This assignment has been really hard for me to find the motivation to get started on.  When it comes to my culture I feel like I am super boring. I am always trying to find new ways to add a little bit of diversity to my cultural self-identity.  Changing one’s culture is an amusing concept.  Culture is who you are, your beliefs and practices mixed with things you cannot control like race and gender. The following post is where I think I am at.  Hopefully I can keep this as objective as possible and report about the person I am, not necessarily the person I want to be.

I am Caucasian.  I am a man. I am straight. I am very fortunate to be middle class.  I am privileged. I sometimes feel guilty about it.  Growing up, I thought my family was impoverished, but I now realize that my family has it better than most of the world.  Racism was never a real issue in my life until late adolescence and adulthood, and I’ve been on the privileged side of most of the gender discrimination I have witnessed in my life.  I know I am fortunate, however, in the immortal words of Cat Stevens, “I’ve seen a lot of what the world can do, and it’s breaking my heart in two…”  I know where there is privilege, there is usually discrimination.

As a child, I was never allowed to get toys at the grocery store and it seemed money was all my parents talked/argued about.  To the credit of my child self, my parents were definitely strapped for cash for the majority of my early childhood. This was due mainly to the fact that my father was working on a PhD until I was about 7.  The fact that such education was even an option means that we were financially better off than most.  Not until I was a teenager did I really come to appreciate the fact that my family always had food in the refrigerator/pantry, a sturdy roof over our head, money for utilities, and even multiple vehicles.

As a straight boy, active in the predominant religion (Latter-Day Saint/Mormon), growing up in a suburb in Utah County, I was perfectly normal.  I grew up in the then small town of Cedar Hills, Utah.   For many years town hall was in my Aunt’s basement.  Everybody knew everything about everybody else in town.  Although the majority of my ancestors came to the United States from countries like Spain, Germany, Ireland, Sweden, and France just two or three generations prior to my existence, most of the cultural differences between these European countries and Utah County had been diluted in my parents’ generation.  This being said, we still celebrated a very German Christmas, and my mom occasionally carried on conversations with friends in French.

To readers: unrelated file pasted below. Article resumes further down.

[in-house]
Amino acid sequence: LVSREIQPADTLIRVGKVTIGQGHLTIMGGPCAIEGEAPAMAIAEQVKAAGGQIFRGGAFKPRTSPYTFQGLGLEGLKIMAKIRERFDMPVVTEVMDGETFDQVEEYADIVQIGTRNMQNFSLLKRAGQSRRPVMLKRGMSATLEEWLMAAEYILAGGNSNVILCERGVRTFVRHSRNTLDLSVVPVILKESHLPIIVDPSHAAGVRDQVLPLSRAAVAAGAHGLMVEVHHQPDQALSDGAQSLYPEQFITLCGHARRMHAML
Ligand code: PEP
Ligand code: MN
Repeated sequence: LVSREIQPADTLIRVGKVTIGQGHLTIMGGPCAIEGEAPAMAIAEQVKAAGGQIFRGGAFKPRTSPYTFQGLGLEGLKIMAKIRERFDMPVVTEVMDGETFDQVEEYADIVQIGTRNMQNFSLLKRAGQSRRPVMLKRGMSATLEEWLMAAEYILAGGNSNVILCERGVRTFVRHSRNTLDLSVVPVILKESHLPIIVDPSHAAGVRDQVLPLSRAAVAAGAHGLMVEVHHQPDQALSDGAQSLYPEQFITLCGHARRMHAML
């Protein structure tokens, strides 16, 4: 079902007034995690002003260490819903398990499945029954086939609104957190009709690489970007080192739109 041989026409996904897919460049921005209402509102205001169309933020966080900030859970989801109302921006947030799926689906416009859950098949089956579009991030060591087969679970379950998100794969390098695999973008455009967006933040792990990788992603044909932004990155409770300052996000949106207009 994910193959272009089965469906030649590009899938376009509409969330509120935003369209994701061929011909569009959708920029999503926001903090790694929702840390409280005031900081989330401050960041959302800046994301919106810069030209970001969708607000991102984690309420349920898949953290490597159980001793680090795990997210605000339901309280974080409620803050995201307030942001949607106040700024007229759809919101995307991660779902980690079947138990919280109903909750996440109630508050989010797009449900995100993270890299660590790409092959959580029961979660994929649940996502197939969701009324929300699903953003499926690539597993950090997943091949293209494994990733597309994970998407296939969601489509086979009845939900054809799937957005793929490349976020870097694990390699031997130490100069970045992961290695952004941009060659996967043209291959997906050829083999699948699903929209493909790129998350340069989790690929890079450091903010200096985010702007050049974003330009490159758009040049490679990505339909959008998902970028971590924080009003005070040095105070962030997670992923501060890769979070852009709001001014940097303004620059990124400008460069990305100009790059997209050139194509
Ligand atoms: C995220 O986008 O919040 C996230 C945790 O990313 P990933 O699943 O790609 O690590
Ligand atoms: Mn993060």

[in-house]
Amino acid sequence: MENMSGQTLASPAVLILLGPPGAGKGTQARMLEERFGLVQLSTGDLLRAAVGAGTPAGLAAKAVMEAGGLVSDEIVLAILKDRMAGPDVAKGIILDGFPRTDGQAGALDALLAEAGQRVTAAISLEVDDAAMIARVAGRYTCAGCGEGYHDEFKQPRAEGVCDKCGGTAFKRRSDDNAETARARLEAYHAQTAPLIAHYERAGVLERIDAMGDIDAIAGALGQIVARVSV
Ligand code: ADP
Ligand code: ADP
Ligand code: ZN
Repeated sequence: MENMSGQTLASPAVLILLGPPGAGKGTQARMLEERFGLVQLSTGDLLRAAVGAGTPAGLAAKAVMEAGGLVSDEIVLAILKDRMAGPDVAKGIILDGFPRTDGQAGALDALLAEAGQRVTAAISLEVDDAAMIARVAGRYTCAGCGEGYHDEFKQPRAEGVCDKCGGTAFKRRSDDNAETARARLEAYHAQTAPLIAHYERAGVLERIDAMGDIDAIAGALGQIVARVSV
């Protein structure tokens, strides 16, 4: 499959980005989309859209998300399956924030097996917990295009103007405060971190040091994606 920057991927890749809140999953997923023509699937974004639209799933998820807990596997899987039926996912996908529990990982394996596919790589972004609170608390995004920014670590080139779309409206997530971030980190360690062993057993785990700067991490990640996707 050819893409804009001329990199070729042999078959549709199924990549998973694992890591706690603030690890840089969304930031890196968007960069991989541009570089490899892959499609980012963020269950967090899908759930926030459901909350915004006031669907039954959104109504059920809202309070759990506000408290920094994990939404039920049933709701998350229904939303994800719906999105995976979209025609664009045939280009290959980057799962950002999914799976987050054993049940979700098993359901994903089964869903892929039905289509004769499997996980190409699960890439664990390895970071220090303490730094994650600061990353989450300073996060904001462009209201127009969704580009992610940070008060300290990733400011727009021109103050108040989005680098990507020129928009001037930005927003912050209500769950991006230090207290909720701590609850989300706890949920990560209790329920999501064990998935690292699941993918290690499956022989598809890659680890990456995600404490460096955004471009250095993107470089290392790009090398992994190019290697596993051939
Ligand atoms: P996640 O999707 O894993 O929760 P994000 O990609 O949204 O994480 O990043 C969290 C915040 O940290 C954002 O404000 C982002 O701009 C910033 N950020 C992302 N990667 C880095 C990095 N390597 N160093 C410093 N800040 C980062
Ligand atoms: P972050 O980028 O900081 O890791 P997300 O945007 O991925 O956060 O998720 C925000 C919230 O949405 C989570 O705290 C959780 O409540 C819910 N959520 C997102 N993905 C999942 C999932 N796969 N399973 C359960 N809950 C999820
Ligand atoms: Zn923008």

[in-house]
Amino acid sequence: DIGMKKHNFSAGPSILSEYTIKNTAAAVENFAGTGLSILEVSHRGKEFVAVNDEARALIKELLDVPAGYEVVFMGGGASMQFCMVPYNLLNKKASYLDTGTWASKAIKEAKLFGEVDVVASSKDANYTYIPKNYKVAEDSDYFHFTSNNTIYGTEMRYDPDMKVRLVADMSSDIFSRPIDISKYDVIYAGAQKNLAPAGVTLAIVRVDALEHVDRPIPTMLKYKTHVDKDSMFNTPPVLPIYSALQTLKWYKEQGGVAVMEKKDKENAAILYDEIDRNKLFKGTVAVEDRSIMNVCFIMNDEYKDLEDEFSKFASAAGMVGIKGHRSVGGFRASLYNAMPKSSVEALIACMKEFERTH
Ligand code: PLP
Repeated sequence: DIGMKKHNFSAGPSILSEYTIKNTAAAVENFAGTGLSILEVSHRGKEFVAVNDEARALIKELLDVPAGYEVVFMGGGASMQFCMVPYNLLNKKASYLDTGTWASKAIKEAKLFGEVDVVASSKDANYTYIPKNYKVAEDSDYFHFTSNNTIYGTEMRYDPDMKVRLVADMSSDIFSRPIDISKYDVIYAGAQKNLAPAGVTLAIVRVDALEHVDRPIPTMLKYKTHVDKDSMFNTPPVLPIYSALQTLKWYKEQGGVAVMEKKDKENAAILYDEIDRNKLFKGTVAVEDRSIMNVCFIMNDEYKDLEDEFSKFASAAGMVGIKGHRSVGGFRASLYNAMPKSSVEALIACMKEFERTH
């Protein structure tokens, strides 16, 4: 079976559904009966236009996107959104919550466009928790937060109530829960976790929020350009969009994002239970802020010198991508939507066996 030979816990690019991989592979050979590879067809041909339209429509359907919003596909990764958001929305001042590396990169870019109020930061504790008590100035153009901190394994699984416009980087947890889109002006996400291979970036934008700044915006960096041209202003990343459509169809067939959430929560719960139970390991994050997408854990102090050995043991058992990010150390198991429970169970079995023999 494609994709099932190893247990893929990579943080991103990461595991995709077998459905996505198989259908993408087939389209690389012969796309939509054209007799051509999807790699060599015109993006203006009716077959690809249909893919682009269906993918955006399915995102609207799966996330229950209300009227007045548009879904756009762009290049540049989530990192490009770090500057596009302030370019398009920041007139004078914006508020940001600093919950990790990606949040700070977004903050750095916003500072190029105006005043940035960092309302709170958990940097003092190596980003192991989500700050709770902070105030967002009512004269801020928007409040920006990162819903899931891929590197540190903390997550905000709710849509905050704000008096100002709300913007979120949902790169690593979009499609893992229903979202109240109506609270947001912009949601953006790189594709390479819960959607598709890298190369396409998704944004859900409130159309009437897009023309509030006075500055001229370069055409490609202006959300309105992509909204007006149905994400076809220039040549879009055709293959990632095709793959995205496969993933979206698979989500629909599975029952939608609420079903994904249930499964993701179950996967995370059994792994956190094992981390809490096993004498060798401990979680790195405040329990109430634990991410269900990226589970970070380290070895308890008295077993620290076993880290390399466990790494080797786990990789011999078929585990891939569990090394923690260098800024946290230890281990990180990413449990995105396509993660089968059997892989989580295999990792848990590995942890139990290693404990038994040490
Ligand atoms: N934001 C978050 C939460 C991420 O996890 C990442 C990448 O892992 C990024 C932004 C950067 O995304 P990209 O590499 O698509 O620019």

Although Cedar Hills, Utah is no cultural “melting pot” like big U.S. cities like New York or Los Angeles, I remember being exposed to a couple of unique cultures growing up.  We had a couple of sets of Latino neighbors, one family from Brazil, and another from Argentina.  We had a special relationship with these neighbors because my father speaks Spanish fluently, something he learned as a missionary for the LDS church in Peru.  Most of the cultural differences I observed with these families were the fantastic dishes they would serve when we shared meals. 

Later in life as I made more friends I was introduced to greater cultural diversity.  I met friends from different sects of Christianity, atheists, and even Buddhist.  I also met friends who came from single parent households, and relied on government support for their meals and other needs.  I even met friends from neighborhoods where the homes were the size of my church building and the families had employees who lived with them.  As I reflect on my own impressions upon meeting some of these people, I am ashamed to admit that I thought that something must have been wrong with those people who were less-fortunate

For this assignment I will spend a little time focusing on my exposure to people of differing socioeconomic class from my own and different views on Gender. 

Socioeconomic Status